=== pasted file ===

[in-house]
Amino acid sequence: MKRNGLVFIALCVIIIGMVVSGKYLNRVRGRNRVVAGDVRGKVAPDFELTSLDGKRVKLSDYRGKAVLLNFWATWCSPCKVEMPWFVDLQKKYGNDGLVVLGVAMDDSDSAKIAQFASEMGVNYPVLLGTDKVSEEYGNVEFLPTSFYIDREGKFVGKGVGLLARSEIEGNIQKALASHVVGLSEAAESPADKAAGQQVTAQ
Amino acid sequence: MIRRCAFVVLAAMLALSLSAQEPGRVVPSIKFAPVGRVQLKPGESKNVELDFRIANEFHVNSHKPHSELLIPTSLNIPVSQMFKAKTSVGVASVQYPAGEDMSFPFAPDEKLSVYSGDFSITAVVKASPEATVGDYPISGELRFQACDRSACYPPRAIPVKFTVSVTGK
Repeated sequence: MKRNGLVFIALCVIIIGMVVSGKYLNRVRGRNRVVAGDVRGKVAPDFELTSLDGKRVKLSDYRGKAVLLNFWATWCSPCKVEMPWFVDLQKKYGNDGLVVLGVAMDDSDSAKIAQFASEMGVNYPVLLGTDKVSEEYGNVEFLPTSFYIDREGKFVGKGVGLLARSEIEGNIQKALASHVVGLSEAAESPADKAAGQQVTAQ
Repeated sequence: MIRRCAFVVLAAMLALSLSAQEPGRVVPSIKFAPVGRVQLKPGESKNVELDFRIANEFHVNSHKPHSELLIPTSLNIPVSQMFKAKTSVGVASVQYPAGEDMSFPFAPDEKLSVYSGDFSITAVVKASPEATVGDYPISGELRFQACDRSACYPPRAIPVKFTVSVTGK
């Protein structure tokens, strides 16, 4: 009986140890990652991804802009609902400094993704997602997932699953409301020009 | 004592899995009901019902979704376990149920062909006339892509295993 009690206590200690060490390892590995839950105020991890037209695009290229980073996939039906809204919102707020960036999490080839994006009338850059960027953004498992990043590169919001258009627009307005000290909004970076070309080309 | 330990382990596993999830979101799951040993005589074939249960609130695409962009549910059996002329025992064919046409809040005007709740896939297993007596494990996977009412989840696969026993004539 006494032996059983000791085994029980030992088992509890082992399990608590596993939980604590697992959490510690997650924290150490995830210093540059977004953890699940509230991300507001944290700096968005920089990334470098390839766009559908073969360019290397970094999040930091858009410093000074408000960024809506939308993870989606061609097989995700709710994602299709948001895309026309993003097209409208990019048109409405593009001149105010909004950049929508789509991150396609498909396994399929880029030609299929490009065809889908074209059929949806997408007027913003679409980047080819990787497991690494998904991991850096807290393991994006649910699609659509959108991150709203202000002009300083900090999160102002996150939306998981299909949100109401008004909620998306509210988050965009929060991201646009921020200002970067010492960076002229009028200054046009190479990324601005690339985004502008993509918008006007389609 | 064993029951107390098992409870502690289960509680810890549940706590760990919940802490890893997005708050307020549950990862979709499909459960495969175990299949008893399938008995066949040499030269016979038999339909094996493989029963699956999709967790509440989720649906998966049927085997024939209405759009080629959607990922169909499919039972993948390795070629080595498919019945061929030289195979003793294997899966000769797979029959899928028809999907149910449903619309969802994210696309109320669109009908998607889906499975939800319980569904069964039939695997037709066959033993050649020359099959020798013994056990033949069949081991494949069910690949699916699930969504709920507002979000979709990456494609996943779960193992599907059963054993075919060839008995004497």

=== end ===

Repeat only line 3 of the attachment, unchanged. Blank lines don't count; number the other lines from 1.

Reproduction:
Amino acid sequence: MIRRCAFVVLAAMLALSLSAQEPGRVVPSIKFAPVGRVQLKPGESKNVELDFRIANEFHVNSHKPHSELLIPTSLNIPVSQMFKAKTSVGVASVQYPAGEDMSFPFAPDEKLSVYSGDFSITAVVKASPEATVGDYPISGELRFQACDRSACYPPRAIPVKFTVSVTGK